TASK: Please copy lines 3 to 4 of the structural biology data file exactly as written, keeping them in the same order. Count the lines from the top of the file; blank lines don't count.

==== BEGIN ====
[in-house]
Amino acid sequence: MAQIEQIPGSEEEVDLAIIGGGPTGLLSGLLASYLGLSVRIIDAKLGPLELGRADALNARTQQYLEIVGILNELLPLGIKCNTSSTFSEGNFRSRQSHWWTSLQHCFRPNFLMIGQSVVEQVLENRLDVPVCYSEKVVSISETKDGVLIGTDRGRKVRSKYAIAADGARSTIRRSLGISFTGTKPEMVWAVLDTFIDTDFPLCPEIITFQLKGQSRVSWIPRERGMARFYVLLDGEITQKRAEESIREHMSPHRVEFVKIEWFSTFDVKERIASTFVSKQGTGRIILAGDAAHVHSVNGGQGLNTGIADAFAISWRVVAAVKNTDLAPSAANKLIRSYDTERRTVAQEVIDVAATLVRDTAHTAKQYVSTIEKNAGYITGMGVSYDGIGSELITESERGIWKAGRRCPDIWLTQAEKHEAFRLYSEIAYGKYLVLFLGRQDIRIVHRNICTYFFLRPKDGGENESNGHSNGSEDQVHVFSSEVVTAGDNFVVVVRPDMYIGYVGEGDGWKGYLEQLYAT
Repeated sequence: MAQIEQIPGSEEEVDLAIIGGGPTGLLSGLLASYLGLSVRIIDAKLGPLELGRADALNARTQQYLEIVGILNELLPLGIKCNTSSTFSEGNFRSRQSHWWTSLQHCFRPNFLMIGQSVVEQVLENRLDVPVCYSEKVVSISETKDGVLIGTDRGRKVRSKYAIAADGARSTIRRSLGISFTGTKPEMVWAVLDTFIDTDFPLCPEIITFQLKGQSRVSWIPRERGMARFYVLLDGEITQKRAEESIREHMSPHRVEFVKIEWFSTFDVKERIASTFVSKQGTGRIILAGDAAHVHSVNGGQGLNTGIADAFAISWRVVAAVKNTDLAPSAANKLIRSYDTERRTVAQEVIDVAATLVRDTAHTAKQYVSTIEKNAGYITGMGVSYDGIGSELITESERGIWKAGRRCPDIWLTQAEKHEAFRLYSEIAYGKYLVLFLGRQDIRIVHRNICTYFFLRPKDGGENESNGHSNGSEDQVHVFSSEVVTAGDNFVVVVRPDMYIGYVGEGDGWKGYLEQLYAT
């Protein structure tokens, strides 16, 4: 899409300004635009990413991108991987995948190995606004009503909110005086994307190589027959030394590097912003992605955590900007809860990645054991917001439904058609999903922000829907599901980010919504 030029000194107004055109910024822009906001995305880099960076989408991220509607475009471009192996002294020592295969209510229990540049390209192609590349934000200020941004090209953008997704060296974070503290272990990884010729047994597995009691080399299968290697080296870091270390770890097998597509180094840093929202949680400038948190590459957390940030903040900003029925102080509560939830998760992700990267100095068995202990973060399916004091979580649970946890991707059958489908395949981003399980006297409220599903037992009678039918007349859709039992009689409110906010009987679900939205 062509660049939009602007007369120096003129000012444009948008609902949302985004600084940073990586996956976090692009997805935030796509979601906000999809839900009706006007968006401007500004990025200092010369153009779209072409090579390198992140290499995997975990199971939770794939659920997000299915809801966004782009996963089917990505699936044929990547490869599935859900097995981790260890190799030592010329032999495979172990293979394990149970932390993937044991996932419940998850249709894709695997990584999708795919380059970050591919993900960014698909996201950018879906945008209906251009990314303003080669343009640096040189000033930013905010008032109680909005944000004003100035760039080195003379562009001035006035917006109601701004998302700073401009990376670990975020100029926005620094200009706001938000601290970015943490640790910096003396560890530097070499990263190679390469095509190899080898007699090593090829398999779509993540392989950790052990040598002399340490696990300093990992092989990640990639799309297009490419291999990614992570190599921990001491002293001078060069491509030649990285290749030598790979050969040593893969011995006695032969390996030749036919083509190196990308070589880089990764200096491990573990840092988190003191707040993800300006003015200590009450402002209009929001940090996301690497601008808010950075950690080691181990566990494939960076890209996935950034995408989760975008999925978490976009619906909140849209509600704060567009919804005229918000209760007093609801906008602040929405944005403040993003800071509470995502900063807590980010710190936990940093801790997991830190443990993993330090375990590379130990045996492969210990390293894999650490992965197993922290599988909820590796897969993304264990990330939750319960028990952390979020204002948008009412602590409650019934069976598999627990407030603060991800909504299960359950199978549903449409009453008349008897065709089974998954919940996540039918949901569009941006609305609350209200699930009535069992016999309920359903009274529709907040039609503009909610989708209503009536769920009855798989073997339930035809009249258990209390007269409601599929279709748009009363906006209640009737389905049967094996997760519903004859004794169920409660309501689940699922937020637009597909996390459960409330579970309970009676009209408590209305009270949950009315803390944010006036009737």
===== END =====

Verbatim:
Repeated sequence: MAQIEQIPGSEEEVDLAIIGGGPTGLLSGLLASYLGLSVRIIDAKLGPLELGRADALNARTQQYLEIVGILNELLPLGIKCNTSSTFSEGNFRSRQSHWWTSLQHCFRPNFLMIGQSVVEQVLENRLDVPVCYSEKVVSISETKDGVLIGTDRGRKVRSKYAIAADGARSTIRRSLGISFTGTKPEMVWAVLDTFIDTDFPLCPEIITFQLKGQSRVSWIPRERGMARFYVLLDGEITQKRAEESIREHMSPHRVEFVKIEWFSTFDVKERIASTFVSKQGTGRIILAGDAAHVHSVNGGQGLNTGIADAFAISWRVVAAVKNTDLAPSAANKLIRSYDTERRTVAQEVIDVAATLVRDTAHTAKQYVSTIEKNAGYITGMGVSYDGIGSELITESERGIWKAGRRCPDIWLTQAEKHEAFRLYSEIAYGKYLVLFLGRQDIRIVHRNICTYFFLRPKDGGENESNGHSNGSEDQVHVFSSEVVTAGDNFVVVVRPDMYIGYVGEGDGWKGYLEQLYAT
């Protein structure tokens, strides 16, 4: 899409300004635009990413991108991987995948190995606004009503909110005086994307190589027959030394590097912003992605955590900007809860990645054991917001439904058609999903922000829907599901980010919504 030029000194107004055109910024822009906001995305880099960076989408991220509607475009471009192996002294020592295969209510229990540049390209192609590349934000200020941004090209953008997704060296974070503290272990990884010729047994597995009691080399299968290697080296870091270390770890097998597509180094840093929202949680400038948190590459957390940030903040900003029925102080509560939830998760992700990267100095068995202990973060399916004091979580649970946890991707059958489908395949981003399980006297409220599903037992009678039918007349859709039992009689409110906010009987679900939205 062509660049939009602007007369120096003129000012444009948008609902949302985004600084940073990586996956976090692009997805935030796509979601906000999809839900009706006007968006401007500004990025200092010369153009779209072409090579390198992140290499995997975990199971939770794939659920997000299915809801966004782009996963089917990505699936044929990547490869599935859900097995981790260890190799030592010329032999495979172990293979394990149970932390993937044991996932419940998850249709894709695997990584999708795919380059970050591919993900960014698909996201950018879906945008209906251009990314303003080669343009640096040189000033930013905010008032109680909005944000004003100035760039080195003379562009001035006035917006109601701004998302700073401009990376670990975020100029926005620094200009706001938000601290970015943490640790910096003396560890530097070499990263190679390469095509190899080898007699090593090829398999779509993540392989950790052990040598002399340490696990300093990992092989990640990639799309297009490419291999990614992570190599921990001491002293001078060069491509030649990285290749030598790979050969040593893969011995006695032969390996030749036919083509190196990308070589880089990764200096491990573990840092988190003191707040993800300006003015200590009450402002209009929001940090996301690497601008808010950075950690080691181990566990494939960076890209996935950034995408989760975008999925978490976009619906909140849209509600704060567009919804005229918000209760007093609801906008602040929405944005403040993003800071509470995502900063807590980010710190936990940093801790997991830190443990993993330090375990590379130990045996492969210990390293894999650490992965197993922290599988909820590796897969993304264990990330939750319960028990952390979020204002948008009412602590409650019934069976598999627990407030603060991800909504299960359950199978549903449409009453008349008897065709089974998954919940996540039918949901569009941006609305609350209200699930009535069992016999309920359903009274529709907040039609503009909610989708209503009536769920009855798989073997339930035809009249258990209390007269409601599929279709748009009363906006209640009737389905049967094996997760519903004859004794169920409660309501689940699922937020637009597909996390459960409330579970309970009676009209408590209305009270949950009315803390944010006036009737």